The calendar has already been determined - not by the inspectors and what they might or might not find, nor by the diplomats and what they might or might not negotiate, but by the placement and readiness of warplanes and soldiers and tanks.

When did war become a certainty? The gradations of Bush's attitudes are impossible to chart, though as far back as the previous July, the head of British intelligence, Sir Richard Dearlove, in his famous consultations in Washington, had detected "a perceptible shift in attitude". As Dearlove was quoted reporting to the British cabinet in the most famous passage in the Downing Street Memo:
Military action was now seen as inevitable. Bush wanted to remove Saddam, through military action, justified by the conjunction of terrorism and WMD. But the intelligence and facts were being fixed around the policy. The NSC had no patience with the UN route ...1
It is on this point - the need of the Europeans to have a UN resolution justifying force, and thus a legal, or at least internationally legitimate, war, and the deep ambivalence among Bush administration officials about taking "the UN route" - that much of the drama of the Crawford transcript turns, making it into a kind of playlet pitting the sinuous, subtle, and sophisticated European, worried about the great opposition in Europe, and in Spain in particular, to an American-led war of choice with Iraq ("We need your help with our public opinion," Aznar tells Bush), against the blustery, impatient, firing-straight-from-the-hip American cowboy.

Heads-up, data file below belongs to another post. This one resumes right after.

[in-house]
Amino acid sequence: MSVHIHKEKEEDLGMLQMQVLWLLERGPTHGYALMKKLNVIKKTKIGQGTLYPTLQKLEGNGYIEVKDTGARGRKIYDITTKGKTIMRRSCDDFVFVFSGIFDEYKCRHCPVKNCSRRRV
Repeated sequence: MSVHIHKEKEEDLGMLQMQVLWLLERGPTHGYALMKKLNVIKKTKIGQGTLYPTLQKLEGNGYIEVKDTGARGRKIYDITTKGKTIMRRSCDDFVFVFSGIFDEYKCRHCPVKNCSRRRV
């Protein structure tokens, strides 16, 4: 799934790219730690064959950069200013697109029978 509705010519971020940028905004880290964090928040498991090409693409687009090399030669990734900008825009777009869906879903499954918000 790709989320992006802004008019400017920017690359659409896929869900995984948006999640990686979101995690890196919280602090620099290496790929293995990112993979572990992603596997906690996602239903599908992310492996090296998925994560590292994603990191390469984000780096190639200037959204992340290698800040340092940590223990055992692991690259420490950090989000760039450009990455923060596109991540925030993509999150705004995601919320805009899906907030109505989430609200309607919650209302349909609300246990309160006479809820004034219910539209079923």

Bush wants to put out the second resolution on Monday. Aznar says, "We'd prefer to wait until Tuesday." Bush counters, "Monday afternoon, taking the time zone differences into account." To Bush's complaint that the UN process was like "Chinese water torture", Aznar offers soothing understanding and a plea to take a breath:
Aznar: I agree, but it would be good to be able to count on as many people as possible. Have a little patience.

Bush: My patience has run out. I won't go beyond mid-March.

Aznar: I'm not asking you to have indefinite patience. Simply that you do everything possible so that everything comes together.
Aznar, a right-wing Catholic idealist who believes in the human rights arguments for removing Saddam Hussein, finds himself on a political knife edge: more than nine Spaniards in 10 oppose going to war and millions have just marched through the streets of Madrid in angry opposition; he is intensely concerned to gain a UN resolution making the war an internationally sanctioned effort and not just an American-led "aggression".

Bush responds to his plea for diplomacy with a rather remarkable litany of threats directed at the current temporary members of the Security Council. "Countries like Mexico, Chile, Angola, and Cameroon have to know," he declares, "that what's at stake is the United States' security and acting with a sense of friendship 

Continued 1 2

 


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8. The geopolitical stakes of the 'Saffron Revolution'

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11. Iran jails its conscience

(24 hours to 11:59 pm ET, Oct 17, 2007)